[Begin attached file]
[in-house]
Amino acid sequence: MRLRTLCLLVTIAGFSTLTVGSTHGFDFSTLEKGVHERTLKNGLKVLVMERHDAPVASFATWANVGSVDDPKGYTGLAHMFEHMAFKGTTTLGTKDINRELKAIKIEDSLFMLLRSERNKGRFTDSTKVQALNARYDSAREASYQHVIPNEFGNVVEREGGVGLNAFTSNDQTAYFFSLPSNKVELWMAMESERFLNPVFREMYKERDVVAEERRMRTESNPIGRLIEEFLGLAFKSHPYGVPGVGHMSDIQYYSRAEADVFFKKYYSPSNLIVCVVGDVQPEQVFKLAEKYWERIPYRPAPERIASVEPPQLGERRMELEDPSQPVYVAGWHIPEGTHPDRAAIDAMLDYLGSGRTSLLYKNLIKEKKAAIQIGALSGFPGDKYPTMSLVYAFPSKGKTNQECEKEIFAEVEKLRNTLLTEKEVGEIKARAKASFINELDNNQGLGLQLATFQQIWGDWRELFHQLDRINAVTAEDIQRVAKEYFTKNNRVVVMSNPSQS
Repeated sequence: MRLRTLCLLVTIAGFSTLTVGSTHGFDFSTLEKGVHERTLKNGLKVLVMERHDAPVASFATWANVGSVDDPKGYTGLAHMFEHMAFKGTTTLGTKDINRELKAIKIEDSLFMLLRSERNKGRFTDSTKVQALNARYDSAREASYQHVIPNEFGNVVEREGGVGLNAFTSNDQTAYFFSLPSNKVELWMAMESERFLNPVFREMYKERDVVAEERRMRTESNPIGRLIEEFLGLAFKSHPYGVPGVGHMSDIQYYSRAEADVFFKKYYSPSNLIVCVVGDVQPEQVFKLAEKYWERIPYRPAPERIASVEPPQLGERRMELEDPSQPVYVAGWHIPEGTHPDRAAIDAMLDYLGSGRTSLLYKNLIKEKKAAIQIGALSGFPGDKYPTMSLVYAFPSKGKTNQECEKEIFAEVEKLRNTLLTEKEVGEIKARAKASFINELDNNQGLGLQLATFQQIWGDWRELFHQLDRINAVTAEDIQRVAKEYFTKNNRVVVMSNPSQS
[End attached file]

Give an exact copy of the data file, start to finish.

[in-house]
Amino acid sequence: MRLRTLCLLVTIAGFSTLTVGSTHGFDFSTLEKGVHERTLKNGLKVLVMERHDAPVASFATWANVGSVDDPKGYTGLAHMFEHMAFKGTTTLGTKDINRELKAIKIEDSLFMLLRSERNKGRFTDSTKVQALNARYDSAREASYQHVIPNEFGNVVEREGGVGLNAFTSNDQTAYFFSLPSNKVELWMAMESERFLNPVFREMYKERDVVAEERRMRTESNPIGRLIEEFLGLAFKSHPYGVPGVGHMSDIQYYSRAEADVFFKKYYSPSNLIVCVVGDVQPEQVFKLAEKYWERIPYRPAPERIASVEPPQLGERRMELEDPSQPVYVAGWHIPEGTHPDRAAIDAMLDYLGSGRTSLLYKNLIKEKKAAIQIGALSGFPGDKYPTMSLVYAFPSKGKTNQECEKEIFAEVEKLRNTLLTEKEVGEIKARAKASFINELDNNQGLGLQLATFQQIWGDWRELFHQLDRINAVTAEDIQRVAKEYFTKNNRVVVMSNPSQS
Repeated sequence: MRLRTLCLLVTIAGFSTLTVGSTHGFDFSTLEKGVHERTLKNGLKVLVMERHDAPVASFATWANVGSVDDPKGYTGLAHMFEHMAFKGTTTLGTKDINRELKAIKIEDSLFMLLRSERNKGRFTDSTKVQALNARYDSAREASYQHVIPNEFGNVVEREGGVGLNAFTSNDQTAYFFSLPSNKVELWMAMESERFLNPVFREMYKERDVVAEERRMRTESNPIGRLIEEFLGLAFKSHPYGVPGVGHMSDIQYYSRAEADVFFKKYYSPSNLIVCVVGDVQPEQVFKLAEKYWERIPYRPAPERIASVEPPQLGERRMELEDPSQPVYVAGWHIPEGTHPDRAAIDAMLDYLGSGRTSLLYKNLIKEKKAAIQIGALSGFPGDKYPTMSLVYAFPSKGKTNQECEKEIFAEVEKLRNTLLTEKEVGEIKARAKASFINELDNNQGLGLQLATFQQIWGDWRELFHQLDRINAVTAEDIQRVAKEYFTKNNRVVVMSNPSQS